Gary Neville has told Manchester City not to expect to dominate the Premier League after last season's title win.
City pipped city rivals United on goal difference to win the league
for the first time in 44 years.
"Very rarely does a team run away with it," the ex-Manchester United defender Neville told BBC Sport.
"It's a tough league to win and the idea that a team will go and dominate, it's too early to start speculating about that."
He added: "Manchester United have done it through the '90s and last 10 years, Liverpool did it in the 1970s and 1980s. It's very difficult to dominate over 15 to 20 years.
Neville's honours at Man Utd
- One Champions League
- Eight Premier League titles
- Three FA Cups
- Two League Cups
"We will see what happens next year."
Neville helped the Old Trafford club to eight Premier League titles
before retiring in February 2011
and is wary of predictions that City will become the prominent force in English football.
"The easiest thing to say, and I've heard it a lot of times before, is that City will dominate," said Neville. "If City had lost the league on the last day [last season] people would have been saying United will dominate.
"It happens every year, the sort of up and down reaction that we get. The reality is that there will always be a challenge to whoever will be champions."
Neville believes United will be a threat to City retaining the title, while Arsenal and Chelsea will also be hoping to stake their claim.
"I think Manchester United will be up there again," continued Neville. "I don't think anyone is kidding themselves over that.
"The manager [Sir Alex Ferguson] being there obviously helps because he knows full well what it's been like to succeed, but also what failure has tasted like in this last 20 years - you can't win the league every year.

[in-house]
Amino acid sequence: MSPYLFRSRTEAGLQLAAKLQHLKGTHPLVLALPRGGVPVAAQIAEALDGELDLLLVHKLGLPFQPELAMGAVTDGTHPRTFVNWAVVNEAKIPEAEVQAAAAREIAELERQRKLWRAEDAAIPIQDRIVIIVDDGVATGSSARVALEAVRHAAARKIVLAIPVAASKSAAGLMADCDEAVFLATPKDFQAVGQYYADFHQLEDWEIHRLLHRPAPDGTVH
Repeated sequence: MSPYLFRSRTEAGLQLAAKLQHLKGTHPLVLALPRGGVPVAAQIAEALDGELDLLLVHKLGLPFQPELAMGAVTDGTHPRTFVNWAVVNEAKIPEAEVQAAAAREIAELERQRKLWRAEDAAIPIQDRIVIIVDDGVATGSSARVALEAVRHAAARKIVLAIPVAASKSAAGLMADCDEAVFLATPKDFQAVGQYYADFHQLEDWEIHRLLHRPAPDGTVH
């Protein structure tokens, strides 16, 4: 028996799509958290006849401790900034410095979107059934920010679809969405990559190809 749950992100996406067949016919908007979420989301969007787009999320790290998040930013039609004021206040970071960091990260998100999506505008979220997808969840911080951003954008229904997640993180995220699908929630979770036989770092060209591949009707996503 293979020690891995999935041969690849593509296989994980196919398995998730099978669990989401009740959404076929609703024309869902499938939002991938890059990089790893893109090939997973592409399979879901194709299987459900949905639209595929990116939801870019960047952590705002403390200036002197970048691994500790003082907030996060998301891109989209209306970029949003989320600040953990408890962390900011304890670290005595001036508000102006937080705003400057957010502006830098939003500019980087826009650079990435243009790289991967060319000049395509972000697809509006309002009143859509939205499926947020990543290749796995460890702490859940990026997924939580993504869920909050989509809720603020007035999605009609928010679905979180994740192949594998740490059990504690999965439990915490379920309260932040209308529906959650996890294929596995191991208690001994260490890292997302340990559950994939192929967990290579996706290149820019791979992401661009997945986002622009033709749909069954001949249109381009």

"The group of players that are there are also experienced and have been round the block so they know it is [about] fine lines - you can't win every single game all the time and you will have disappointments. It's how you respond to that.
"All clubs have aspirations and Manchester United are no different. You realise that you are competing with other clubs and you can't be arrogant about that."
Neville has moved on to
becoming part of England boss Roy Hodgson's coaching set-up
after his playing career as a right-back with United.
He was part of his first major international tournament in a coaching capacity with England at Euro 2012 and, while he believes there were promising signs for Hodgson's team, he knows there is plenty of progress to be made.
"It was the most calm tournament I have ever been part of," he said. "There wasn't a lot of euphoria or ridiculous expectation internally and externally."
He added: "One day, as part of Roy's staff, I would like to be part of a regime that does win a trophy for England [but] there is work to do.
"I thought it was a good tournament. A good start, but we have to build on that now. We have to move forward to make sure we keep the things that were good in that tournament and improve on the things we can do better."